In The Land Of Missing Persons

Alex Tizon: They found what was left of him in the spring of 2014. Firefighters battling a huge blaze on Alaska’s Kenai Peninsula first spotted a boot in the dirt. Then they noticed some bones scattered across a wide grassy area. Fire crews in Alaska are used to seeing the bones of moose, caribou, bears, and other large creatures that live and die in these woods. So it wasn’t until crew members found a human skull that they stopped to consider that the pieces might go together. The skull was resting on its side, the face angled toward the ground. A few blackened molars clung to the upper jaw. The lower jaw was missing.

The Alaska State Troopers arrived by helicopter and salvaged what they could. “The bones were close to being ash,” Lieutenant Kat Shuey later recalled. “They weren’t quite to the point where if you touched them they would disintegrate, but close.”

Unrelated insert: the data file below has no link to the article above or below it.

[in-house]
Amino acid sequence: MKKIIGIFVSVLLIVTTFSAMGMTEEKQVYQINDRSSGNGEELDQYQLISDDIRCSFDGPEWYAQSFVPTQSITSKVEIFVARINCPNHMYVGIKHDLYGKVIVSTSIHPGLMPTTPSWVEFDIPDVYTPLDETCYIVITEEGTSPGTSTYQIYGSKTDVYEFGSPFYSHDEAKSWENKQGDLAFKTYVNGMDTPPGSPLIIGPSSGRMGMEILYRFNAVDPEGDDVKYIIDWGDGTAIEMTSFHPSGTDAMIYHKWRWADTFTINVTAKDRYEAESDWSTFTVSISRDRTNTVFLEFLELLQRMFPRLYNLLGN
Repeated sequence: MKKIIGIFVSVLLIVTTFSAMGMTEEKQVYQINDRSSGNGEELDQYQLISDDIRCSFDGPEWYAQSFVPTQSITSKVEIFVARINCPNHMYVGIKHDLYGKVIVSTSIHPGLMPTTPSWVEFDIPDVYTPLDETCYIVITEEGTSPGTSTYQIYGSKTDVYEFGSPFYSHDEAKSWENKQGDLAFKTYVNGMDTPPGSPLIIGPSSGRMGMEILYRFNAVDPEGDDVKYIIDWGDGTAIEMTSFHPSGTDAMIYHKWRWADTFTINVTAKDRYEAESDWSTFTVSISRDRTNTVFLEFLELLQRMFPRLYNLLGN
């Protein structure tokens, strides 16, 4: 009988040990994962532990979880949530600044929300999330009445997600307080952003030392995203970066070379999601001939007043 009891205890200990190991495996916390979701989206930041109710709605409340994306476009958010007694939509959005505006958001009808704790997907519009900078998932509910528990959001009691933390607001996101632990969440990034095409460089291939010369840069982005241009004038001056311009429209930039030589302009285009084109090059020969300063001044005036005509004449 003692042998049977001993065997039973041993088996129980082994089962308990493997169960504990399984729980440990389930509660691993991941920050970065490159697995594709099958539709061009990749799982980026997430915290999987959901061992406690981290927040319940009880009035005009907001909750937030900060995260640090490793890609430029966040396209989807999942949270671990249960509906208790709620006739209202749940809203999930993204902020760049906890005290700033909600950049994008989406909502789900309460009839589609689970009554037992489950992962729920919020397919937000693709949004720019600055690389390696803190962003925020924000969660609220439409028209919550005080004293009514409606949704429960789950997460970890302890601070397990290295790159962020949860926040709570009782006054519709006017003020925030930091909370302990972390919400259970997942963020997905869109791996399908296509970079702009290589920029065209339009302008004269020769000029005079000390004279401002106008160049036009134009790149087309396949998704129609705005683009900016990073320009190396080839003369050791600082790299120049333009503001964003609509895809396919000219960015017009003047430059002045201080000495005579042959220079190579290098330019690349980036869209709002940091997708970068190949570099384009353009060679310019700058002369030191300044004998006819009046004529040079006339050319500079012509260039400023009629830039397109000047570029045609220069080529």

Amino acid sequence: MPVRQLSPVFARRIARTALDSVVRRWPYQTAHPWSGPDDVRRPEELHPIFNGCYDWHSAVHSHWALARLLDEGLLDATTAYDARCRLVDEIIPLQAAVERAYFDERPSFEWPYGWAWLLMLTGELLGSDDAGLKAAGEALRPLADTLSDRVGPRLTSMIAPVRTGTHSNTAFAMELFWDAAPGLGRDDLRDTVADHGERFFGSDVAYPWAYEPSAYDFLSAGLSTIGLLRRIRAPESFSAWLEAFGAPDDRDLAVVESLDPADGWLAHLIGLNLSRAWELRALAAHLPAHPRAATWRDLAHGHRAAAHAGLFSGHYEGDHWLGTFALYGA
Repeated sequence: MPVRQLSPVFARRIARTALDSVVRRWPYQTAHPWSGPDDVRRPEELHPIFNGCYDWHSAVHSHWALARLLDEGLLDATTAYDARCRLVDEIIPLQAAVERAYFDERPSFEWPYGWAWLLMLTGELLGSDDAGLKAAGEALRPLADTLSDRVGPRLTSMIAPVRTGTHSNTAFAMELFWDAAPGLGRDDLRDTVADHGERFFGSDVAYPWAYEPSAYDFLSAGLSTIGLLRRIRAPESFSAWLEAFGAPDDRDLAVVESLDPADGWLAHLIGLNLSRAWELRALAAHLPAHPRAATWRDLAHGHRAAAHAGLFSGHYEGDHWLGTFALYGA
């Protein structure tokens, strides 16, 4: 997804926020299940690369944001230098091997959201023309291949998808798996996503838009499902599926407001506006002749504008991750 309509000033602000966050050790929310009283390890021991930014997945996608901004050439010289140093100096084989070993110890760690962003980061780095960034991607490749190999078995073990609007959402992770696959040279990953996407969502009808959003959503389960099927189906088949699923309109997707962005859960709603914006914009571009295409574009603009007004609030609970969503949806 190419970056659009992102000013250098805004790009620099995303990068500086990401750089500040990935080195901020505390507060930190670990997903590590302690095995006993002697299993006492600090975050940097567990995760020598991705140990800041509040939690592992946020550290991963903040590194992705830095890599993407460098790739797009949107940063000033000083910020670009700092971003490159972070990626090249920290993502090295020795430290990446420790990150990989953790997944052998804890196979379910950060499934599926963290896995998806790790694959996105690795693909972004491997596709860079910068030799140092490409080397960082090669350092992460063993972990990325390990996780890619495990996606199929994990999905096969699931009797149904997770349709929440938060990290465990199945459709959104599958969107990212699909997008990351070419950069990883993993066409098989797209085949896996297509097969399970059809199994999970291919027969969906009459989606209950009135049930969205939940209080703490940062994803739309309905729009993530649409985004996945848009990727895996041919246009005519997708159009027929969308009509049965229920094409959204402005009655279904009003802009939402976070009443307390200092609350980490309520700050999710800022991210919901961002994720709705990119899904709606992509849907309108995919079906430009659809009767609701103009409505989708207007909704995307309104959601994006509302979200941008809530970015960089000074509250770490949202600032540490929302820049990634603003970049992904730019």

The remains were spread across an area about 60 yards in diameter, presumably the work of scavenging animals. Also found at the site were three hunting knives, two quarters, two metal buttons, a zipper, and part of a Samsung mobile phone. All of the items were charred to varying degrees, like most everything else in the path of the Funny River Fire, which burned nearly 200,000 acres in the western lowlands of the Kenai Peninsula, a remote corner of this remote part of the world, a place one local described as “the middle of the middle of nowhere.”

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